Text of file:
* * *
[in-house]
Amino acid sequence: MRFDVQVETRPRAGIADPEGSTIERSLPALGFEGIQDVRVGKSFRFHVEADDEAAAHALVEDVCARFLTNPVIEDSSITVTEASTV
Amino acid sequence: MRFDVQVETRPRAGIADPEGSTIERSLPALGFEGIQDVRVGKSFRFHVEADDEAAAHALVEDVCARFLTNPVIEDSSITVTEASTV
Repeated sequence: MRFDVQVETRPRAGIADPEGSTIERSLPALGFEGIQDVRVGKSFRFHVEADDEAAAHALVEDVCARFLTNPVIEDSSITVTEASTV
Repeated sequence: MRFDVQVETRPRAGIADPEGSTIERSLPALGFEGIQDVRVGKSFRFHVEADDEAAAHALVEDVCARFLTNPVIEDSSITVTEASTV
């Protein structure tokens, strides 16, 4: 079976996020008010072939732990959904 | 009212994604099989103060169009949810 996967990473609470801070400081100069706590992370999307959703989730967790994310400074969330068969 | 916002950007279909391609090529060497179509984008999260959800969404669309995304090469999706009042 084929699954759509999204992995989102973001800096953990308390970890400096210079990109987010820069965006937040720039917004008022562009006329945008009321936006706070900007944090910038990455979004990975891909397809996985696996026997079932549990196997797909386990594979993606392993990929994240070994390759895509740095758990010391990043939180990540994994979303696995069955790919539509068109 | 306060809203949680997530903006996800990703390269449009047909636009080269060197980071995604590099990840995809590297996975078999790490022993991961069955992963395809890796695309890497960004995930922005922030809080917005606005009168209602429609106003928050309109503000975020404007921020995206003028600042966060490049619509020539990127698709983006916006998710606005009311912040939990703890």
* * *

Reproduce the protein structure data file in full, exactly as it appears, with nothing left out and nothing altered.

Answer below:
[in-house]
Amino acid sequence: MRFDVQVETRPRAGIADPEGSTIERSLPALGFEGIQDVRVGKSFRFHVEADDEAAAHALVEDVCARFLTNPVIEDSSITVTEASTV
Amino acid sequence: MRFDVQVETRPRAGIADPEGSTIERSLPALGFEGIQDVRVGKSFRFHVEADDEAAAHALVEDVCARFLTNPVIEDSSITVTEASTV
Repeated sequence: MRFDVQVETRPRAGIADPEGSTIERSLPALGFEGIQDVRVGKSFRFHVEADDEAAAHALVEDVCARFLTNPVIEDSSITVTEASTV
Repeated sequence: MRFDVQVETRPRAGIADPEGSTIERSLPALGFEGIQDVRVGKSFRFHVEADDEAAAHALVEDVCARFLTNPVIEDSSITVTEASTV
């Protein structure tokens, strides 16, 4: 079976996020008010072939732990959904 | 009212994604099989103060169009949810 996967990473609470801070400081100069706590992370999307959703989730967790994310400074969330068969 | 916002950007279909391609090529060497179509984008999260959800969404669309995304090469999706009042 084929699954759509999204992995989102973001800096953990308390970890400096210079990109987010820069965006937040720039917004008022562009006329945008009321936006706070900007944090910038990455979004990975891909397809996985696996026997079932549990196997797909386990594979993606392993990929994240070994390759895509740095758990010391990043939180990540994994979303696995069955790919539509068109 | 306060809203949680997530903006996800990703390269449009047909636009080269060197980071995604590099990840995809590297996975078999790490022993991961069955992963395809890796695309890497960004995930922005922030809080917005606005009168209602429609106003928050309109503000975020404007921020995206003028600042966060490049619509020539990127698709983006916006998710606005009311912040939990703890």